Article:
Whew. Last night, I finally nailed the bug that forced me to get lost inside Python. Debugging Python inside Internet Explorer is not easy. To debug native code inside Python, I had to rebuild all of Python, Pythonwin, and PyWin32 native code because you have to have debug builds of all the DLLs. To debug Python scripts, I wrote some debugging helper code that lets me watch each line of Python code executing. I am going to hook up a real Python debugger as an IE explorer bar (like the Favorites bar) so I can step through Python scripts and set debug points. That would be so cool!
Finding out that win32ui module required hosting application to be written in MFC stumped me because I was hosting Python as a DLL written in ATL/WTL and IE doesn't seem to be written in MFC. Come to think of it, its been ages since I last wrote an MFC application. I think the last one was NetDynamics Studio. NetDynamics was bought by Sun and NetDynamics products turned into iPlanet and I have no idea if they are still using the code I wrote. I was going to replace it with a XUL-engine written Java, but that never happened.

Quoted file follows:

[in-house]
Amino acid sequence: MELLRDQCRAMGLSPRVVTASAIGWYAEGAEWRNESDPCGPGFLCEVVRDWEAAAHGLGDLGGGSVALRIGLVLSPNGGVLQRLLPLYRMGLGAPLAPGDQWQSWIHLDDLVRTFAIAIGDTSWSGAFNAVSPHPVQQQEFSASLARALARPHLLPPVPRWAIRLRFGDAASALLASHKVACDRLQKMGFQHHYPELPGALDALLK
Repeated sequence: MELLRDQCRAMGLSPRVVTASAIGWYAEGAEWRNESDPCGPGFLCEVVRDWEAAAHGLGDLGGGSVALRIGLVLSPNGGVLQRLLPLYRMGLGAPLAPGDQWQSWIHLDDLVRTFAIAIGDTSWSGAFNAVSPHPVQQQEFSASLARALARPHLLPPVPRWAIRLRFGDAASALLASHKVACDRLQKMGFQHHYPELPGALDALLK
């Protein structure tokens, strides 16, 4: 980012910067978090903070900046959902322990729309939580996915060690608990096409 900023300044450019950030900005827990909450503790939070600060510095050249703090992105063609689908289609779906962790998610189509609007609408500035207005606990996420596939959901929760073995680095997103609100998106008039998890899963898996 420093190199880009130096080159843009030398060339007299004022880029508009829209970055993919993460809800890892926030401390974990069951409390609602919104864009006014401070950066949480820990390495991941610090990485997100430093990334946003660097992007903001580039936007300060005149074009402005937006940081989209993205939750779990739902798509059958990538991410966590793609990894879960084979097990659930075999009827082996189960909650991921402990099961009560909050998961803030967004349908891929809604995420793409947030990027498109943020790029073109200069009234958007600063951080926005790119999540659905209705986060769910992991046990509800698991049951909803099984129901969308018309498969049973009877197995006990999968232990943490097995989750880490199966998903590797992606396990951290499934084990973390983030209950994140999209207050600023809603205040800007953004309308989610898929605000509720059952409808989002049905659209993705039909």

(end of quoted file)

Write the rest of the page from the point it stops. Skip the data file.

Coercing Win32com module to use existing IE automation objects took some effort, mostly spent on trying to figure out how Win32com works. I had to patch win32com.client.dynamic.py to do what I needed to. Real bummer was finding out that most of Win32com is written in Python. This means its much slower than native glue code. For most COM automation use, this is no problem since tasks performed by each COM method takes much longer than the time it takes to invoke the method via Python-based Win32com code. But for manipulating IE DOM, this is dog slow. Sometimes, I can literally see changes being made to a web page. Also, each COM dispatch object uses too much memory in Win32com. Just touching all the nodes in a document will be prohibitive.
I'll have to write my own optimized COM glue for Python at some point. For now, I am pushing forward with Win32com.